The main political parties competing in Israel's parliamentary election:
Likud: Led by Israel's current Prime Minister Benjamin Netanyahu. Likud holds tough positions in stalled talks with the Palestinians and advocates strong international action - possibly including a last-resort military strike - against arch-enemy Iran's nuclear facilities. Netanyahu has grudgingly accepted the idea of a Palestinian state, though his party traditionally claimed the West Bank and east Jerusalem for Israel. Likud teamed up on a joint list with former Foreign Minister Avigdor Lieberman's ultranationalist Yisrael Beitenu for Tuesday's election, but the two parties have not merged.
Yisrael Beitenu: The far-right secular party is the most hawkish in Netanyahu's current coalition and placed third in the last election in 2009. Its leader, Lieberman, has been indicted on charges of fraud and breach of trust, and the future of his party and his political career could hinge on how the case unfolds.
Labor: A centrist party led by former broadcast journalist Shelly Yachimovich. Labor hopes to gain votes with an emphasis on closing Israel's economic gaps and a moderate approach to negotiations with the Palestinians. Labor is in second place in polls after the joint Likud-Yisrael Beiteinu list. The party governed the country from its founding in 1948 until 1977, and twice since.
Jewish Home: Representing modern Orthodox Jews, the party has surged in the polls on the back of a strong pro-settlement message and the appeal of its charismatic leader, high-tech millionaire Naftali Bennett, to secular Jews.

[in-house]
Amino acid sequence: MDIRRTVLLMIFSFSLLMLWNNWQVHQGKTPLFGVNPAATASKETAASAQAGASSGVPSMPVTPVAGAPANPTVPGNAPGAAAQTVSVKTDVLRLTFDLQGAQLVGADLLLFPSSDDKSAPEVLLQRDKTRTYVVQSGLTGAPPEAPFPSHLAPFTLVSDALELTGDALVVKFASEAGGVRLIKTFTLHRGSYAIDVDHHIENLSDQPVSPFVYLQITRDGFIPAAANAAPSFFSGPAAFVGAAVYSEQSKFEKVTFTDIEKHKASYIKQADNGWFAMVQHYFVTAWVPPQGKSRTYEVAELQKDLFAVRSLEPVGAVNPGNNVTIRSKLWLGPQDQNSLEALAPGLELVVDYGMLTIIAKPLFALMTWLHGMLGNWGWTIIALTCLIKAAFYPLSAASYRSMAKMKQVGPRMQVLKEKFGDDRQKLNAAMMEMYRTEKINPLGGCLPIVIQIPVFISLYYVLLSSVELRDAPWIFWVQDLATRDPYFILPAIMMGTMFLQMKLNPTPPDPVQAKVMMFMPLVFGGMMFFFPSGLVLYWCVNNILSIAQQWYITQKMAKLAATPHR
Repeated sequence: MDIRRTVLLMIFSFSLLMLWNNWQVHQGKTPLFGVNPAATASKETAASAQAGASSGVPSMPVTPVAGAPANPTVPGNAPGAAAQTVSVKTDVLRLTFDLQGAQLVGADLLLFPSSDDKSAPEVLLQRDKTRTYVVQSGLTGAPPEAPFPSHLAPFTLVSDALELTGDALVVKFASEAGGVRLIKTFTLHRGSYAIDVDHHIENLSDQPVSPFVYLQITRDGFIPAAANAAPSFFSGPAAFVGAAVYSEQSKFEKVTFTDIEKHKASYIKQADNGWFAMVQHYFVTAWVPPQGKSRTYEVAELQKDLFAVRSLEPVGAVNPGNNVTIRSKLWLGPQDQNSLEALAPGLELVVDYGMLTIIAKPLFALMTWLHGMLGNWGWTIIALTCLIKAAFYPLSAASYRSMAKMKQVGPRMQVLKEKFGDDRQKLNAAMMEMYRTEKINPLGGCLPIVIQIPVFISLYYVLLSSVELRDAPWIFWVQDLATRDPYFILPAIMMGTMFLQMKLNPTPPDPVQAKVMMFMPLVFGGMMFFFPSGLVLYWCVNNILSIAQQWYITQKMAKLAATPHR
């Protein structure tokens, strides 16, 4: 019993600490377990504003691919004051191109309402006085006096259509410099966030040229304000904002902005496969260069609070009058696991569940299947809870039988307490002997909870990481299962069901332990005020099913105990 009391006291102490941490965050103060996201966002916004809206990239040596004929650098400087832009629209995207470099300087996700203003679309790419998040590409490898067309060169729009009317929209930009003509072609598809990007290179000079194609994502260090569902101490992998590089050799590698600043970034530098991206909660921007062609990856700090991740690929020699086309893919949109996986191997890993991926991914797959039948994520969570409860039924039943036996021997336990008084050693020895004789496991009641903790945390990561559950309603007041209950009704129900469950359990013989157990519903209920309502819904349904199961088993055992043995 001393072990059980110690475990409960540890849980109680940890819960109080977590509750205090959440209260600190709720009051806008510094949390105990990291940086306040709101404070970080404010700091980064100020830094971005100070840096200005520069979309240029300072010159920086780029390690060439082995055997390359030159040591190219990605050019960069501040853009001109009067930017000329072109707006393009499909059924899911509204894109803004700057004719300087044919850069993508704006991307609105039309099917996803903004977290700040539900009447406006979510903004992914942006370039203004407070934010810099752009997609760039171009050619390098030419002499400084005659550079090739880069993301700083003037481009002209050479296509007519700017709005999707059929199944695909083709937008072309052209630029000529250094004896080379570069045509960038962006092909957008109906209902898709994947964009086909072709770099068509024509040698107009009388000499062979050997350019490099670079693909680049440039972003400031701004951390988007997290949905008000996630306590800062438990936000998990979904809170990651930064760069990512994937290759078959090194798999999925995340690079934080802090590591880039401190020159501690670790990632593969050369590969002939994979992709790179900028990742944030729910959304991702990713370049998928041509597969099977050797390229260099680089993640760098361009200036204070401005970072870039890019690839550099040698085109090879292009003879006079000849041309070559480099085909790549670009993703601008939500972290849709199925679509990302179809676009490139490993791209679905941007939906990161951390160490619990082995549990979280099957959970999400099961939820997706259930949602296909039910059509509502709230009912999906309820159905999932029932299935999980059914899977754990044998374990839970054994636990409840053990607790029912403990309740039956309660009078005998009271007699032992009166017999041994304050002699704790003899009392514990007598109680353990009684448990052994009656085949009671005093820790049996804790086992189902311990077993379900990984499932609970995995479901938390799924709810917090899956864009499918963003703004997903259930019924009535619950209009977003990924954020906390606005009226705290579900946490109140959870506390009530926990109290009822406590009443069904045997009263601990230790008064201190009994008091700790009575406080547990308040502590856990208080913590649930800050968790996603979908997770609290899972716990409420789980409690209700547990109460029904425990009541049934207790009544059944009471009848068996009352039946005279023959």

Yesh Atid: Founded by former TV personality Yair Lapid, the party represents secular, middle class interests and says less money should be spent on settlements and stipends for the ultra-Orthodox.
Hatnua: The party of former Foreign Minister Tzipi Livni was formed less than two months ago expressly to present an alternative to voters distressed by the stalemate in peacemaking throughout Netanyahu's four-year tenure. Livni has promised an aggressive push for peace with the Palestinians.
Shas: Founded in the early 1980s by ultra-Orthodox Jews of Middle Eastern origin who felt marginalized. Its followers tend to be hawkish and the party traditionally has been a Likud ally, even though two decades ago, its spiritual leader, Rabbi Ovadia Yosef, ruled that saving lives is more important than keeping territory. The party emphasizes social welfare for its low-income constituency.